Citing fears of lawsuits, Nogales, Arizona city officials are taking a closer look at non-profit organizations that lease city-owned properties, and they’re not alone.
In the small town of just over 20,000 residents, groups such as the Boys and Girls Club and and a senior center will now need to prove the benefits they provide to the community in order to qualify for “special” discounts on rent of public (i.e. city-owned) spaces. State law in Arizona – and precedents set by lawsuits – are restricting how municipalities go about leasing city-owned properties.
City Attorney Jose Luis Machado told the Nogales City Council in early December that the Goldwater Institute, a conservative public policy group that’s backed by the Koch brothers and other elite conservative donors, is suing governments that offer “less-than-market-value” rents to nonprofits.
“The case law is developing to where we’ve got to charge for the use of city property,” Machado said. He believes there is “some leeway” for city-sponsored programs such as the Nogales Senior Center.
“It used to be we’d grant something for a dollar a year for 10 years just because we thought they were doing something good,” Machado said. “It’s much stricter now. You really have to identify how the city is getting a direct benefit from them using the property or else it’s considered an illegal gift.”
“We have to look at all of that and we’re going to get in trouble if we don’t do it,” Machado told city council, citing recent lawsuits by the Goldwater Institute against the City of Tucson and Pima County regarding improper gifts.
“It’s just a matter of time before it happens to us, unless we clean it up,” Machado said.
The city plans to put the properties up for bidding by organizations or whoever is interested, said Deputy City Manager John Kissinger, but Mayor Arturo Garino said the city should “establish exactly what each organization is doing and charge them accordingly.”
Of course, asking the city government to discern and judge which nonprofits are considered “valuable” to a community places municipalities in a dangerously censorious position. In fact, Mayor Garino already claimed that there’s at least one group that is “not doing anything for the community,” though he declined to cite it by name.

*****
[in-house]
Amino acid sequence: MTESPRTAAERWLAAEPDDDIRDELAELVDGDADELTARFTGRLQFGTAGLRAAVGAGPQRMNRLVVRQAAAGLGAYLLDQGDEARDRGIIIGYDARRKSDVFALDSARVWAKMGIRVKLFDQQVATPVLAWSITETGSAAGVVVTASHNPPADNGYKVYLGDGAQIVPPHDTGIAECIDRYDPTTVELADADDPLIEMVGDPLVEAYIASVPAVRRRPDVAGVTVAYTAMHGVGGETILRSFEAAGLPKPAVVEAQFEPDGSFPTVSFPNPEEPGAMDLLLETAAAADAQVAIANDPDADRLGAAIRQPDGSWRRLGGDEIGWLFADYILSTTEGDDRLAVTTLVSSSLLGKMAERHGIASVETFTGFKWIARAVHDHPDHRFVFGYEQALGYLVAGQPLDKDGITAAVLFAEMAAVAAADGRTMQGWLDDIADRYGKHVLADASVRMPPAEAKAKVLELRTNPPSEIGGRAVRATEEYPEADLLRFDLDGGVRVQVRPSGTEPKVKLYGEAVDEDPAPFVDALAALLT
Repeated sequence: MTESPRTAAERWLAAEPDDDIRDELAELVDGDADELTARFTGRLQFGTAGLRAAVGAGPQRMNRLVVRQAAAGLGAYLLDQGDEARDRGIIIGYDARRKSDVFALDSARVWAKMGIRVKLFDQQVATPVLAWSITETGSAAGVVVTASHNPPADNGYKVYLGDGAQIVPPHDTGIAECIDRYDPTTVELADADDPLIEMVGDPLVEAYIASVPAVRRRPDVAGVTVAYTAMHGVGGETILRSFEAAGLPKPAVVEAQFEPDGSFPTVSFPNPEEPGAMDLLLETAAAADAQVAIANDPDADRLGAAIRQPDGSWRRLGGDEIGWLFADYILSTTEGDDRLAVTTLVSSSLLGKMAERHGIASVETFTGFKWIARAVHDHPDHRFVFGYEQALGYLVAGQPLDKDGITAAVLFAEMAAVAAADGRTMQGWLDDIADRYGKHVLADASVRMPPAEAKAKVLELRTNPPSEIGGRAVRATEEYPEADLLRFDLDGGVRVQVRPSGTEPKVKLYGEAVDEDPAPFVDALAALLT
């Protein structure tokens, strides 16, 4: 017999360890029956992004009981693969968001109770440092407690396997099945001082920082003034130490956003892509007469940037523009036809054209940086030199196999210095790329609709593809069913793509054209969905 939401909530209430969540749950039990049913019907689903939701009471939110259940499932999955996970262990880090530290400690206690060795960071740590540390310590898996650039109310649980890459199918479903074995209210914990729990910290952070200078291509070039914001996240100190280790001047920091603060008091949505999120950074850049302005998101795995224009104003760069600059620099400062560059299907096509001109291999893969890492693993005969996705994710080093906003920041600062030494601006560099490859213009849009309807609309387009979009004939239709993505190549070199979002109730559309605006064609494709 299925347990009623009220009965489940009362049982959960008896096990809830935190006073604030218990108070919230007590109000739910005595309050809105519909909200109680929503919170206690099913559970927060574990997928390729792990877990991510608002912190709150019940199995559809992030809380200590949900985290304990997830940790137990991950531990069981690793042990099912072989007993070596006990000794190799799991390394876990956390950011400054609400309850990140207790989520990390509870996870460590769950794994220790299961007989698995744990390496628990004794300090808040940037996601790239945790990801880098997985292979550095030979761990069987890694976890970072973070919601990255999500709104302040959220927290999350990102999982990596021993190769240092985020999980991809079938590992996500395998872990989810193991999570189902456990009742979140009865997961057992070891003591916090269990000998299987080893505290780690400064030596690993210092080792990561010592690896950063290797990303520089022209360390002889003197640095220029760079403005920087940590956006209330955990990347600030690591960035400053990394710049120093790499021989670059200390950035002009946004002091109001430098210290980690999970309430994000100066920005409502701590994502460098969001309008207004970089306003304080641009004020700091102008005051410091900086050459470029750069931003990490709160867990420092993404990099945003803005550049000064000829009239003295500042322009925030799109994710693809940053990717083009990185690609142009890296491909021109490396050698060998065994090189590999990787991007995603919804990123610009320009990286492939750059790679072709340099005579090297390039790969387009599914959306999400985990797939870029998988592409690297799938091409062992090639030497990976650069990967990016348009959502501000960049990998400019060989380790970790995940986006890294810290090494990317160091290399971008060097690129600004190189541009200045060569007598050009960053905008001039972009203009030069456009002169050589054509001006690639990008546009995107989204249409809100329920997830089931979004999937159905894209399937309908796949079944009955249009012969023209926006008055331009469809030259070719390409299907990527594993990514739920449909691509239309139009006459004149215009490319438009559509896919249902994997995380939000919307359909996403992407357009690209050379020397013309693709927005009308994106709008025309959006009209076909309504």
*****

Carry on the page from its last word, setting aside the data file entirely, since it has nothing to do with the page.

It’s easy to imagine all the things that could go wrong with governments deciding which nonprofits provide a public service, and which do not. Groups that assist with birth control and sex education, or that cater to an unpopular cause among a conservative base, such as LGBT rights or undocumented immigrant minors, could easily be forced out of spaces when the rent is priced out of their range.
“We pay the light. We pay the water. We pay the utilities. We pay everything. And they have a free building,” Mayor Garino said, agreeing with the rent hike. “If a non-profit is going to take it, they should be used properly for the community.”
One of the groups in danger is the Boys and Girls Club of Santa Cruz County, which leases a property on North Tyler Avenue from the city, as it has done since 1993, according to local publication Nogales International. Executive director Vicki Barden says the club currently pays $1 per year on a lease set to expire in 2020 – but they pay for utilities and have made improvements to the property by building a gymnasium and office.
So the burning question is now: Do “public buildings” in Arizona only belong to the (incumbent) government that manages them? Where exactly do taxpayers and community leaders fit in to the decision-making process?
P.S. Fear of “lawsuits” is also becoming an easy excuse for universities, and local governments across the US to take a sharp right turn – and rewrite laws and policies – while no one seems to be looking.